New York Review of Books
July 13, 2017
What is a shadow? Nothing in itself, you might say: a mere local lack of light, in a space that is otherwise lit up. Light, which allows us to see and know the world, is the normal precondition for picturing things. Cast shadows may help us interpret a picture by indicating where light comes from and where objects stand, but if you survey art history, you find the majority of painters giving them minor parts at most. A minority, however, turns these assumptions upside down, treating shadow as the preexistent condition and light as its shock interruption. If Giotto, Bruegel, or Courbet present worlds to be seen and known, the seventeenth-century masters of chiaroscuro and their nineteenth-century sympathizers—think Manet’s Olympia—forsake solid fact in favor of dazzle. But once you open up that second possibility, a third emerges. Take shadow and light as opposite ends of a scale, and the tonal notes lying between them offer a means to compose pictorial music. The landscapes of Claude Lorrain or of Jean-Baptiste Corot show ways that such music might be played.
The art of Camille Pissarro—the subject of two current exhibitions in Paris, one at the Musée Marmottan Monet and the other at the Musée du Luxembourg—was rooted in this third tradition. Presenting his credentials to the Paris Salon in 1864, the thirty-three-year-old described himself as a pupil of Corot, even if his personal contact with that father figure to French landscape painters had been slight. Six years later Pissarro encountered other ways of doing landscape after he and his friend Claude Monet fled to London during the Franco-Prussian War. But when an English critic, shortly before Pissarro’s death in 1903, claimed that English art had radically enlarged their vision, the veteran painter, by now himself a father figure, indignantly reiterated that Claude Lorrain and Corot had been his mentors, and that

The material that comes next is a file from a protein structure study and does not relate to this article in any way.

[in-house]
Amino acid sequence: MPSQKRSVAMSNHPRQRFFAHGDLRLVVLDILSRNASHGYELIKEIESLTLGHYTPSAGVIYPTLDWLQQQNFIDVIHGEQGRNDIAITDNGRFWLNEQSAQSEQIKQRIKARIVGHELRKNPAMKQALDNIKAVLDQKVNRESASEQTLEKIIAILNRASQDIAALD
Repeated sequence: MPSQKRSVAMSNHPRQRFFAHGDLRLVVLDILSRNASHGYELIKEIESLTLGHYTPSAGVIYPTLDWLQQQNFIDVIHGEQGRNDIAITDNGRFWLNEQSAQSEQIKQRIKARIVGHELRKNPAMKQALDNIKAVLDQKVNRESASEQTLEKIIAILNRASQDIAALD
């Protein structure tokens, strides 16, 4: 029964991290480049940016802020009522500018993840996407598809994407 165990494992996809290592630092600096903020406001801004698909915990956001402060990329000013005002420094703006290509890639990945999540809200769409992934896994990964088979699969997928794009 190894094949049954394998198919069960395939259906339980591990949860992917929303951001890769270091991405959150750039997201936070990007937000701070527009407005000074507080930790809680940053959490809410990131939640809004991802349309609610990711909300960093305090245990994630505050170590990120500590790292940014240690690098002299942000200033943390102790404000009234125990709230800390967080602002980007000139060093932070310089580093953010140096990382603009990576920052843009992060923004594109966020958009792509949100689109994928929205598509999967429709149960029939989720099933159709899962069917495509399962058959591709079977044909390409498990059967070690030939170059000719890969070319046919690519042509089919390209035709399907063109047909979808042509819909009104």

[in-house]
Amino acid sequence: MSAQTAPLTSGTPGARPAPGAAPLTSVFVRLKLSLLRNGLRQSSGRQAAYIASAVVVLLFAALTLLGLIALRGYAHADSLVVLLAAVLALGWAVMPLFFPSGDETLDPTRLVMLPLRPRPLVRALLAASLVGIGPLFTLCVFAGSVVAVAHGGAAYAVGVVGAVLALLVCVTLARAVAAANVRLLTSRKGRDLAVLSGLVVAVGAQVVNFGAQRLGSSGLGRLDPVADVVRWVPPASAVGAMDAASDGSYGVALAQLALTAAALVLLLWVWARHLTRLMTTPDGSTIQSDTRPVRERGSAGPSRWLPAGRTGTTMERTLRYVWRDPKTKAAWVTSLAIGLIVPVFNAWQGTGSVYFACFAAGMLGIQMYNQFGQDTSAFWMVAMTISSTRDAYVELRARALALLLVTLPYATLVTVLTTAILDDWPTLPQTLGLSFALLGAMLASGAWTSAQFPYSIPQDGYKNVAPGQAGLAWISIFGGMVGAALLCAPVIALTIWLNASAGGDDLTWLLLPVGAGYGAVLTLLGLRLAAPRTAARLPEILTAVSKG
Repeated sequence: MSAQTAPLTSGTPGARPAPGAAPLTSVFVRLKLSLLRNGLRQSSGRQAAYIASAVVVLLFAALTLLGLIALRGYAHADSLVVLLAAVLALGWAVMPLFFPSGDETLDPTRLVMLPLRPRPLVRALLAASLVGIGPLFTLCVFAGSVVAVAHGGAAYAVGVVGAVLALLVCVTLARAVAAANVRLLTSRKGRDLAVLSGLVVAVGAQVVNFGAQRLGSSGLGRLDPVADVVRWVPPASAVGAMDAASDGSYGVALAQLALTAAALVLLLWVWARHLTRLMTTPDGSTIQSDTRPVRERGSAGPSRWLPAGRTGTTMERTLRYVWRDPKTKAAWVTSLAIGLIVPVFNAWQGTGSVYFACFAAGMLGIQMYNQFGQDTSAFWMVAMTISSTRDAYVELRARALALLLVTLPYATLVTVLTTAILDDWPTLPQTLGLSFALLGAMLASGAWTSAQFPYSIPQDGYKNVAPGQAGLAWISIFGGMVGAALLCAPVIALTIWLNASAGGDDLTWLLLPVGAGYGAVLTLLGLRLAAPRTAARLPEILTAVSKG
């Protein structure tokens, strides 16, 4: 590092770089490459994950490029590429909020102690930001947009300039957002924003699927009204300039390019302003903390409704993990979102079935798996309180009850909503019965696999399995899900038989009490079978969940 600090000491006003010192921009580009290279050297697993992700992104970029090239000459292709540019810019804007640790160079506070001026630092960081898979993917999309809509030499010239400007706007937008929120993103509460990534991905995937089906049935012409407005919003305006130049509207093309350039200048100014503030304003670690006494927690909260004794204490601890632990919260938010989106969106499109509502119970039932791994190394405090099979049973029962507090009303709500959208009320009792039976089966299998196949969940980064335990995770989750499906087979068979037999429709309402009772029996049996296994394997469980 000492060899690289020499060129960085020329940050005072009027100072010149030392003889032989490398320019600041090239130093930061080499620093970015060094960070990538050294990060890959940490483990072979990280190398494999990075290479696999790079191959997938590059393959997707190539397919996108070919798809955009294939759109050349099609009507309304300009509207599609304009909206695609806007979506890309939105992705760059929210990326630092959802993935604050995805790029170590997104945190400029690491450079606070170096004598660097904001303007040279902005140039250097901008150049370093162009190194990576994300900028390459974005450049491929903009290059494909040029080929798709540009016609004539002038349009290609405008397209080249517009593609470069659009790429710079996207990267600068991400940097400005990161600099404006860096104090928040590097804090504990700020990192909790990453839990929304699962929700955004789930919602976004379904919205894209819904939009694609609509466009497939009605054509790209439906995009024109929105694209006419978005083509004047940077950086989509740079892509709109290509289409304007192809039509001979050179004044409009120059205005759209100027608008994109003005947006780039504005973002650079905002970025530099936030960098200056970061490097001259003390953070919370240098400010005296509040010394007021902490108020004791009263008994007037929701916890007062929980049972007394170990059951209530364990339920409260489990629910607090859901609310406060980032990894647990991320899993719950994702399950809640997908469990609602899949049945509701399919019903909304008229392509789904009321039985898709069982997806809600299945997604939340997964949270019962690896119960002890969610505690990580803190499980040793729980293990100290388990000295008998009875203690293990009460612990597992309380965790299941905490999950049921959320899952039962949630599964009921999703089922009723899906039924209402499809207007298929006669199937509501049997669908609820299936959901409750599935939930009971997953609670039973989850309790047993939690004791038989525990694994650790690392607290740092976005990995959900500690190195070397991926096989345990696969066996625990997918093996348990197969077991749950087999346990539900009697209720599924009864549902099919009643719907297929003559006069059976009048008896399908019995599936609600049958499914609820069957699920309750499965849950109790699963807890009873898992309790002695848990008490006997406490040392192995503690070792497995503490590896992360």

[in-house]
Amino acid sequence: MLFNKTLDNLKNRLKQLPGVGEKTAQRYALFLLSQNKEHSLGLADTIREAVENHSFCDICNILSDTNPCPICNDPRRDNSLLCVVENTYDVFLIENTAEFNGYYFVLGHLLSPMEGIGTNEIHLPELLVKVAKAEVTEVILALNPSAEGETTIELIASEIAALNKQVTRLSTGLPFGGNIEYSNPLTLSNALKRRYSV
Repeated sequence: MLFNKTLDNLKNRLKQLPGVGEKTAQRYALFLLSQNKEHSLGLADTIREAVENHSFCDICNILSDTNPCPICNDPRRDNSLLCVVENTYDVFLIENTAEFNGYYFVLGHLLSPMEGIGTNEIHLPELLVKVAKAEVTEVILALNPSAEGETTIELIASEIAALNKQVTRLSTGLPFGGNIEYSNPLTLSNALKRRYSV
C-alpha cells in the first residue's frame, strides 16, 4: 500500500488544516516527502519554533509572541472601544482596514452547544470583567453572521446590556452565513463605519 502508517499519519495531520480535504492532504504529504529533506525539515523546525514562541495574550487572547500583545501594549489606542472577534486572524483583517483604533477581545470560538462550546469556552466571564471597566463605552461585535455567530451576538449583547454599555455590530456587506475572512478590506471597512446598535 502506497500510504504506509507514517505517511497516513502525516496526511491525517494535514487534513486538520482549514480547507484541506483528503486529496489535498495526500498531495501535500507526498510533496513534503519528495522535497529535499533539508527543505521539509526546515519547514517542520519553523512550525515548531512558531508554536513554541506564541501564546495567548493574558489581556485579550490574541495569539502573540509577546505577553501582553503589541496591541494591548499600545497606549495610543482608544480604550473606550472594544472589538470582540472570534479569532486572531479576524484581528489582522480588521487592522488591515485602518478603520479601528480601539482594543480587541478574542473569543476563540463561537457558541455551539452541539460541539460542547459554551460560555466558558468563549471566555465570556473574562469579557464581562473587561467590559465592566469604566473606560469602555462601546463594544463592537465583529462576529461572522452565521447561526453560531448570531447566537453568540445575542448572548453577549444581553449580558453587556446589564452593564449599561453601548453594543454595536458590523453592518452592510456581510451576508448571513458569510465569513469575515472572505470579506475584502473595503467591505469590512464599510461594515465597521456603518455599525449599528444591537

Turner and Constable, while they taught us something, showed us in their works that they had no understanding of the analysis of shadow, which in Turner’s painting is simply used as an effect, a mere absence of light.What, then, might a shadow be, if it is not to remain a mere “effect” or an “absence”? A Pissarro canvas from 1873 that is now on view at the Marmottan suggests a possible answer. Oil painting can turn shadows from nothings into palpable somethings: slabs of rich color. The gently rising Île-de-France farmland depicted in Hoar Frost (Gelée blanche à Ennery) becomes an intricate weaving of russets, blue-greens, umbers, and pale yellows as morning sun shines on it from behind a row of poplars. As you approach the canvas, the bristles that have scuffed it with stiff, clotted brushloads seem to rasp your skin, and you are jolted into a poetry of chill January: a poetry sustained by close plein air observation and resolved with a scrupulous completeness.
At the same time, you may perhaps register the oddness of the operation. Those long stripes of shadow criss-crossing the ruts and country road are cast by no visible object. The colors of what’s sunlit and the colors of what isn’t meet in stout equivalence on the canvas, but for anyone on the scene—say that trudging peasant with his load of sticks—the former would have priority. We expect grass to be green more than we expect it to be blue. In effect, the shadows spook the comfortable farmland, nagging us with the consideration that a further unseen presence stands beneath the poplars, that of the observing artist.